Once you have the list of words, think about how you could mix them with unexpected things to get something attention getting. Here are some unexpected combinations:
The Book Without a Story
The Cowboy and the Dragon
Space Station Carnival
The Spectacular Adventure of a Silver Dragonfly
The Elephant's Sneeze
The Coldest Kiss
Now you try it. Mix up some things you found interesting with things you'd never expect to find. Don't worry about writing the story, just make titles. (At the same time, don't feel like you need to stick to title writing if one of them begins to nudge you with more ideas. Go ahead and jot down those ideas too.)
Add In Another Element
Another fun thing to play with is names. After all, names are our way of smacking a title on people. And many children's stories feature titles with names: Harry Potter, Artemis Fowl, Dory Fantasmagory, Hank Zipzer, Princess Posey, Heidi Hecklebeck, Amelia Bedelia. When names appear in the title, they are often names that are fun to say. And names can tell us something about the story. For instance, you would expect some fun and laughs in a story about Dory Fantasmagory or Amelia Bedelia. But names like Harry Potter or Artemis Fowl don't seem quite so antic.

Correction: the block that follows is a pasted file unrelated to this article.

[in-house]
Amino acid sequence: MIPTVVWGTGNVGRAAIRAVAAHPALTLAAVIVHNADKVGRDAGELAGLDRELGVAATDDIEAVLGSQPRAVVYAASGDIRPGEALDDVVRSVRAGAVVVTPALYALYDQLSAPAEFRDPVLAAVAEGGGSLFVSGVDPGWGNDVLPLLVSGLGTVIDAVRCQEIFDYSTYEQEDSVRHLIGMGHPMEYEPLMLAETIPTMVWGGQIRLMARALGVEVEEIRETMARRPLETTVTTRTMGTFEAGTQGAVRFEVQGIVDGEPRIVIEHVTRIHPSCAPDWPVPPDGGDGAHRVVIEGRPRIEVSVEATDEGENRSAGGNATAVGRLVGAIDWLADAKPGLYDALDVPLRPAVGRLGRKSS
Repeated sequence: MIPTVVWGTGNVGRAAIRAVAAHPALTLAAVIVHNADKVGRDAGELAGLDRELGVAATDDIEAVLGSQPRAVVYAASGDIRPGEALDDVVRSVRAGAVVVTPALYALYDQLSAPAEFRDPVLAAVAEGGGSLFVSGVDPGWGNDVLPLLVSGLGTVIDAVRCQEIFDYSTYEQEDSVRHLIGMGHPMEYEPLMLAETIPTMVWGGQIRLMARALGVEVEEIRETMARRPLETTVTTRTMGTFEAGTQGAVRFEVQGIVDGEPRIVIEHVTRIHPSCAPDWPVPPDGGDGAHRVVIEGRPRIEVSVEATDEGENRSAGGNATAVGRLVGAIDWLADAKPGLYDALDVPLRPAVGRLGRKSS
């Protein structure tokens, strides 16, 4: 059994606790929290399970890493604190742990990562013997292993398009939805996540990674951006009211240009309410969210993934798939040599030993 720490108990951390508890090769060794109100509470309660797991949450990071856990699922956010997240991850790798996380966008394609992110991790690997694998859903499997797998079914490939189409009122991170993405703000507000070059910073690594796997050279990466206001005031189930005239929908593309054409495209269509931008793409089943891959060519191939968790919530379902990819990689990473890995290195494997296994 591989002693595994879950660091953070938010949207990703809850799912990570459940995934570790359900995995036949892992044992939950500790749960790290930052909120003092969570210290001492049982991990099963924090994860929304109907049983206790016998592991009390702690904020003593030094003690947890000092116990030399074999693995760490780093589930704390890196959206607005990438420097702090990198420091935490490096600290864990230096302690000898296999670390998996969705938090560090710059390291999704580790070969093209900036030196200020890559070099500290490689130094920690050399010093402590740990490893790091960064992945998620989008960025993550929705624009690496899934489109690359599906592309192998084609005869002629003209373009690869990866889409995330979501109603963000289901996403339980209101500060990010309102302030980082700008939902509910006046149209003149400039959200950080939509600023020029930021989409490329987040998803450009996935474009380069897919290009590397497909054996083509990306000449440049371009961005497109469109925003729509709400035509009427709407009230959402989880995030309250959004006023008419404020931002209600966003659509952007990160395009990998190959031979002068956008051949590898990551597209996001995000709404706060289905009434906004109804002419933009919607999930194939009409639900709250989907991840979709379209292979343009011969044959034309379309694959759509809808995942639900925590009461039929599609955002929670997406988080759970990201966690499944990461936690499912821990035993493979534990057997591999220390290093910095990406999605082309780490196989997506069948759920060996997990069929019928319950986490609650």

Do you have any first names you have always felt were particularly odd or fun. I once wrote a book about a boy named "Alfie" because I just loved the sound of the name. As I thought about the name, I thought: this is a name his parents were probably quite serious about. They named him "Alfred," and that's a very serious name with feeling of pomp about it. Plus, Alfred is Batman's butler, so that's cool. But "Alfie" is a very different sort of person from "Alfred." What if the parents were hoping for an "Alfred" and got an "Alfie" instead? And the more I thought about that, the more I came up with the story of a little boy who goes his own way (even though it's hard).